930 words (2.7 pages)
- Ida Bell Wells, more commonly known as Ida B. Wells, was born in Holly Springs Mississippi on the 16th of July in 1862. Ida was raised by her mother Lizzie Wells and her father James Wells. She was born into slavery as the oldest of eight children in the family. Both Ida’s parents were enslaved during the Civil War but after the war they became active in the Republican Party during the Reconstruction era. Ida’s father, James, was also involved in the Freedman’s Aid Society (www.biography.com). He also helped to start Shaw University.... [tags: African American, Southern United States]
1164 words (3.3 pages)
- IDA B. WELLS-BARNETT Ida B. Wells-Barnett is first among many. She was a civil servant and fought injustices amongst the black community. Ida was born a slave in Holly Springs, Mississippi in 1862. There she witnessed the Civil War and the dramatic changes it brought to her life. During Reconstruction she found possession of previously unheard-of freedoms, her civil rights. The most dramatic change was the institution of schools for the education of blacks. The establishment of the Freedman’s Aid Society founded by Shaw University, later renamed Rust College, and was where Ida attended classes.... [tags: Essays Papers]
1535 words (4.4 pages)
- Ida B. Wells was a woman dedicated to a cause, a cause to prevent hundreds of thousands of people from being murdered by lynching. Lynching is defined as to take the law into its own hands and kill someone in punishment for a crime or a presumed crime. Ida B. Wells’ back round made her a logical spokesperson against lynching. She drew on many experiences throughout her life to aid in her crusade. Her position as a black woman, however, affected her credibility both in and out of America in a few different ways.... [tags: essays research papers]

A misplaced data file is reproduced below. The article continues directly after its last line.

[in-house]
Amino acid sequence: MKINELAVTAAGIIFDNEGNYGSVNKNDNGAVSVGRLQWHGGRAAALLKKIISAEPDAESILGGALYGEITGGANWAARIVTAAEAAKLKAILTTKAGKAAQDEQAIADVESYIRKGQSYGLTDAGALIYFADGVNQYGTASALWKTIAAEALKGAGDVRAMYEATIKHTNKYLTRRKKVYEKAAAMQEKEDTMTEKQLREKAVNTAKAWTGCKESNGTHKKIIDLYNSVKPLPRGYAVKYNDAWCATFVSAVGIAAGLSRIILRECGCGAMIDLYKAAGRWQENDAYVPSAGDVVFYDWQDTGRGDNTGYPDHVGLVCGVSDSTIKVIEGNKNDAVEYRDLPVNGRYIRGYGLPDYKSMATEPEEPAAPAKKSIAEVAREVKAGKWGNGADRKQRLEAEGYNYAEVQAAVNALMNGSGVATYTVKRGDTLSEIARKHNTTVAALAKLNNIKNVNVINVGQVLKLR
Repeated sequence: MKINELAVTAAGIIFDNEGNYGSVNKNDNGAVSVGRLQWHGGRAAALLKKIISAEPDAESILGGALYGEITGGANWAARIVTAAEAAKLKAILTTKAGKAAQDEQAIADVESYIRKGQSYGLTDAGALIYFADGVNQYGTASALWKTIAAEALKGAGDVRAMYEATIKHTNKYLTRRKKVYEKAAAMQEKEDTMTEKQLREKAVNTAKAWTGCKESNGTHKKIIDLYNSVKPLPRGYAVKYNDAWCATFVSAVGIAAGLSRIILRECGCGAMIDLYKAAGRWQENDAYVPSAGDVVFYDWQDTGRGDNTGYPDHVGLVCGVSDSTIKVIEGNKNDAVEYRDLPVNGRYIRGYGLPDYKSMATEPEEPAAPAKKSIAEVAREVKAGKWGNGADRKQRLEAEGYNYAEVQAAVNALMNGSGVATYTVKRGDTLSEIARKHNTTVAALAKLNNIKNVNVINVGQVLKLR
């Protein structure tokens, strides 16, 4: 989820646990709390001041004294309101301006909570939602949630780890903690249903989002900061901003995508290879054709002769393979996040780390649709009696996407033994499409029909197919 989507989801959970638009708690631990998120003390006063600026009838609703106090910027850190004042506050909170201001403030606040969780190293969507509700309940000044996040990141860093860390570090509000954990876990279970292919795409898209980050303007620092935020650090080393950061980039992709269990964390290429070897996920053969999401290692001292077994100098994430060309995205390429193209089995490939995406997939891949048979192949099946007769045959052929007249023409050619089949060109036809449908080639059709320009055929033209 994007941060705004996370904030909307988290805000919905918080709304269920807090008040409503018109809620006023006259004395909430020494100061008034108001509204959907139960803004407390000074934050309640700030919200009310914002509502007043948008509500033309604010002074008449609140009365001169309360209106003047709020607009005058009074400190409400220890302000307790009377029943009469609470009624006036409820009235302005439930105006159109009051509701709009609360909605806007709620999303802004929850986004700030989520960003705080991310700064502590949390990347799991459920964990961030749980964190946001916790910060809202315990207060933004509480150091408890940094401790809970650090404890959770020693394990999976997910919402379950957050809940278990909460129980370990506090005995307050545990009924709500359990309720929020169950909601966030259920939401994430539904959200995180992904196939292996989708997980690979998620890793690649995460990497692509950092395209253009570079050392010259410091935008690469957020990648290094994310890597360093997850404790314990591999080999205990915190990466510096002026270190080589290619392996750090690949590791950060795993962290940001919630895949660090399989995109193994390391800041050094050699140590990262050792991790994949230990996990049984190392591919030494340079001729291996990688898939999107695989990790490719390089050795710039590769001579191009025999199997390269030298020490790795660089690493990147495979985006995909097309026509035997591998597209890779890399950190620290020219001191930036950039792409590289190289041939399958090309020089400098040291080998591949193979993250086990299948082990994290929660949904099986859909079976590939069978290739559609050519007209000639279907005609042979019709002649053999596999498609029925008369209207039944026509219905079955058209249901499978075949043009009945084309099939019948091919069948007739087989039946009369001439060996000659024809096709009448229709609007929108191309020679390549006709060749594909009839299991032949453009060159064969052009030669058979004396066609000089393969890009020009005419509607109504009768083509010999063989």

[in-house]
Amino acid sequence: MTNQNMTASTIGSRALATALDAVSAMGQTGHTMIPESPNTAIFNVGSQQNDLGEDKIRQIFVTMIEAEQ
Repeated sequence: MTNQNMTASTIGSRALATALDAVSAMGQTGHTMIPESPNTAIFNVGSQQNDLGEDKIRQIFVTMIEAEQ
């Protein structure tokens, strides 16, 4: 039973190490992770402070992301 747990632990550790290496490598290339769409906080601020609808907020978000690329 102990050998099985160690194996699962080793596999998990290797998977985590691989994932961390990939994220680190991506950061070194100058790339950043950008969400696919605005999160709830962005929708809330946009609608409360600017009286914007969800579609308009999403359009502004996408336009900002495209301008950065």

764 words (2.2 pages)
- Ida B. Wells Ida B. Wells was dedicated to journalism and letting people know what is going on. With her journalism investigation instincts, she uses to identify what excuses the whites use to identify lynch campaign against blacks. In the following essay, I will explain what reasons for this vicious and sustained campaign of violence against African-Americans. Ida B. Wells felt that the white should be considered as rapist more than blacks. One excuse that whites use to justify lynch campaigns were that blacks raped their women or wives, which in some cases were not true.... [tags: Papers]
370 words (1.1 pages)